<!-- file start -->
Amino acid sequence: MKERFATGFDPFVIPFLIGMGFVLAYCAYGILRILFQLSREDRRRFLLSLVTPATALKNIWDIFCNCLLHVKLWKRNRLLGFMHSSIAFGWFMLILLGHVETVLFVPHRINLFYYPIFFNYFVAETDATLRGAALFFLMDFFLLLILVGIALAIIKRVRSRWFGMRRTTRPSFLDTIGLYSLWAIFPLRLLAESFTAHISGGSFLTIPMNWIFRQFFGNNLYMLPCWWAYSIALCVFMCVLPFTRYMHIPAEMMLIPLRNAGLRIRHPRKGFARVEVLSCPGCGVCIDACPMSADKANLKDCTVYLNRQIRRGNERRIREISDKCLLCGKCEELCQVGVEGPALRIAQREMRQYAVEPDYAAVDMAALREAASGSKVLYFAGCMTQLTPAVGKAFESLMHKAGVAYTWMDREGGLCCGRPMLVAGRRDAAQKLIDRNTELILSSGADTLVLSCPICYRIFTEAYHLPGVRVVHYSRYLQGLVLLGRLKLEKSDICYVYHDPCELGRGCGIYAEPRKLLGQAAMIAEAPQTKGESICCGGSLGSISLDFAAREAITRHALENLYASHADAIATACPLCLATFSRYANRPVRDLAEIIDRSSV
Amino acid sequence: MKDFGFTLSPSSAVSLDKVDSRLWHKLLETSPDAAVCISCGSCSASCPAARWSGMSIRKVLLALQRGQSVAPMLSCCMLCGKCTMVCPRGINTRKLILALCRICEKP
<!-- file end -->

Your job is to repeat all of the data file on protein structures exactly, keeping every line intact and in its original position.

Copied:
Amino acid sequence: MKERFATGFDPFVIPFLIGMGFVLAYCAYGILRILFQLSREDRRRFLLSLVTPATALKNIWDIFCNCLLHVKLWKRNRLLGFMHSSIAFGWFMLILLGHVETVLFVPHRINLFYYPIFFNYFVAETDATLRGAALFFLMDFFLLLILVGIALAIIKRVRSRWFGMRRTTRPSFLDTIGLYSLWAIFPLRLLAESFTAHISGGSFLTIPMNWIFRQFFGNNLYMLPCWWAYSIALCVFMCVLPFTRYMHIPAEMMLIPLRNAGLRIRHPRKGFARVEVLSCPGCGVCIDACPMSADKANLKDCTVYLNRQIRRGNERRIREISDKCLLCGKCEELCQVGVEGPALRIAQREMRQYAVEPDYAAVDMAALREAASGSKVLYFAGCMTQLTPAVGKAFESLMHKAGVAYTWMDREGGLCCGRPMLVAGRRDAAQKLIDRNTELILSSGADTLVLSCPICYRIFTEAYHLPGVRVVHYSRYLQGLVLLGRLKLEKSDICYVYHDPCELGRGCGIYAEPRKLLGQAAMIAEAPQTKGESICCGGSLGSISLDFAAREAITRHALENLYASHADAIATACPLCLATFSRYANRPVRDLAEIIDRSSV
Amino acid sequence: MKDFGFTLSPSSAVSLDKVDSRLWHKLLETSPDAAVCISCGSCSASCPAARWSGMSIRKVLLALQRGQSVAPMLSCCMLCGKCTMVCPRGINTRKLILALCRICEKP